The Black Hills High School Theatre department presents the Spring Arts Festival, an evening that showcases the versatility of students in art’s many forms. The festival features theatre, dance, music, and visual art and will finish its run with two final performances on Thursday, May 11th and Friday, May 12th at 7:00 p.m. in the Performing Arts Center.
Included in the evening are three one-act plays, all of which were written and directed by students from Black Hills. Karlsson, written by senior Yasmine Bellon, explores the 1905 Dissolution of Sweden and Norway in a comedic light. “It took me about a year of research and writing to finally have the finished product,” she explains. Bellon originally had asked to write a show for the theatre department as a freshman and expresses her satisfaction with the final stage of this journey: “I adore what my show has become- I would not change one thing.” The second play, titled I’m Fine and written by senior Nolan Harris and junior Nick Hall, boldly explores the effects that mental illness can have on a high school student. The issues that Harris and Hall raise are pertinent not only to the plot, but to the lives of many students who deal with similar internal conflict and emotional uncertainty off of the stage. Actress Angel Davis acknowledges the importance of this work in beginning a candid conversation on mental illness, recognizing her own connection with its message and stating, “I feel like other people connect with it as well”. The evening concludes with the comedy Operation: Danger, also written by Nolan Harris, which follows the reluctant pairing of two secret agents who must foil the plot of an up-and-coming supervillain. Along with its many jokes and comedic elements, the play makes pointed commentary on political correctness and questions its potential effects on free speech. Senior Brian Grant, who plays lead Dash Danger in the show, emphasizes the differences between acting in plays directed by theatre teacher Dave Heywood and acting in student-directed shows: “Nolan, Yasmine, and Nick all had these visions that they want to be exactly this way. There’s a lot more that goes into the blocking and delivery, but I like that.”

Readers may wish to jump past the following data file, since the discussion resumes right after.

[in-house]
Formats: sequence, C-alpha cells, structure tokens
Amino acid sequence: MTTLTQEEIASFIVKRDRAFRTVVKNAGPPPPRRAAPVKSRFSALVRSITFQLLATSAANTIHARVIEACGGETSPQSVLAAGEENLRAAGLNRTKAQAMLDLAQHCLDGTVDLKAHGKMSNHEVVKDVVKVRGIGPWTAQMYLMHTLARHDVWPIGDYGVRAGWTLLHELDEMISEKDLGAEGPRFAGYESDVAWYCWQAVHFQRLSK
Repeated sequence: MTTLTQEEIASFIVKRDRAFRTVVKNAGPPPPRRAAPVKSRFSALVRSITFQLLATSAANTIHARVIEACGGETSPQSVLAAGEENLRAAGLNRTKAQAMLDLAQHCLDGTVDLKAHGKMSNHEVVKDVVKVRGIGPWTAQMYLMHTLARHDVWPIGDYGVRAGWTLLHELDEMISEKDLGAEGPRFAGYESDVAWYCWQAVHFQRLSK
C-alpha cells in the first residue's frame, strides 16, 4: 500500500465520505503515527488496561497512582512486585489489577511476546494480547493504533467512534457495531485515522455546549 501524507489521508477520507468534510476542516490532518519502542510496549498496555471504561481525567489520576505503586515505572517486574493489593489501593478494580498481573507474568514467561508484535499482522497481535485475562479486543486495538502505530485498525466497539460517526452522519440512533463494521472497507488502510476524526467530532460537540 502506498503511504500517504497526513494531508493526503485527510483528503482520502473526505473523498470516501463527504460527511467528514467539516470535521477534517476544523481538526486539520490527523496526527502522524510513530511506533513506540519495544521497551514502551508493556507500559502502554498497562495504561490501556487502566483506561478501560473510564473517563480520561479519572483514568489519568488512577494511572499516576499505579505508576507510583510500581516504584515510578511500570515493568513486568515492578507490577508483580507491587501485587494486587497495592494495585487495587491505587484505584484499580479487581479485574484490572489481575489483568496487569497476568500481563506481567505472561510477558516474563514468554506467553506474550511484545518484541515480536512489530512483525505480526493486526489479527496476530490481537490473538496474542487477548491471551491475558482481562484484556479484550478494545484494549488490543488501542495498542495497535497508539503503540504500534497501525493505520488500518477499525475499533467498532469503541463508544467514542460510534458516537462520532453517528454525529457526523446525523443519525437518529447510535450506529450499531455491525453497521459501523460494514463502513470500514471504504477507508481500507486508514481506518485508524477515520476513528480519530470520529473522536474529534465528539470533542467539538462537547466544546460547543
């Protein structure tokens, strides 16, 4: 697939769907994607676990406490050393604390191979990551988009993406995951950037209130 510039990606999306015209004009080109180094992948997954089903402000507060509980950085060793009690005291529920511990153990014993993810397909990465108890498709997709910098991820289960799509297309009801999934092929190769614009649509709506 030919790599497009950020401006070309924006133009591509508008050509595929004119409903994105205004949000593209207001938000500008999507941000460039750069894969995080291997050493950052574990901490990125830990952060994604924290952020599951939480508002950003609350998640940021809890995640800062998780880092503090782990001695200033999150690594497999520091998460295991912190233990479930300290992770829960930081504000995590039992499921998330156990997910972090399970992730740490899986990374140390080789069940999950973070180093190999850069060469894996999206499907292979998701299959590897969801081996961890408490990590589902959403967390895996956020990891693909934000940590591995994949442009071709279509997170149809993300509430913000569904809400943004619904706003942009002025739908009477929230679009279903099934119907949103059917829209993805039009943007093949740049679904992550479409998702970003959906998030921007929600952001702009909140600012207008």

The Spring Arts Festival also gives dancers the opportunity to take the spotlight. Juniors Audrie Hendricks and Kalen Epping perform a tap duet, which they independently choreographed and rehearsed at the request of Mr. Heywood. A high-octane routine, Hendricks and Epping bring an energy to the stage that is infectious and captivating to audience members of all ages and backgrounds. The festival also includes an original contemporary dance choreographed and performed by senior Gabby Connors.
No evening would be complete without the proper soundtrack to accompany it. The show includes performances by Black Hills’s jazz quintet, as well as an original song written by Nick Hall and performed by senior Guita Taheri. Additionally, audience members have the opportunity to walk through a photo gallery of work done by Mrs. Larson’s iDesign students before and after the show, as well as during intermission.
The wide variety of artistic talent at Black Hills High School that the Spring Arts Festival showcases is sure to impress audiences and provide something for all to enjoy during its final weekend of shows. “We’re going to bring a lot of energy and excitement to those two days,” actor Max Parker promises, “especially because it’s the last time a lot of us are going to be in theatre at Black Hills High School.” With only two exciting evenings left, stagehand Abraham Lopez has one piece of advice for the community: “Go see the plays- they’re good.”
Admission to the Spring Arts Festival is $5 for students and $8 for other audience members. Due to mature content presented during the shows, the evening has been rated PG-13.
Dancers Kalen Epping, Gabby Connors, and Audrie Hendricks (left to right) perform choreography of their own creation. (Photo Credit: Angel Davis, Black Hills Wolf Crier.)
By Gabby Connors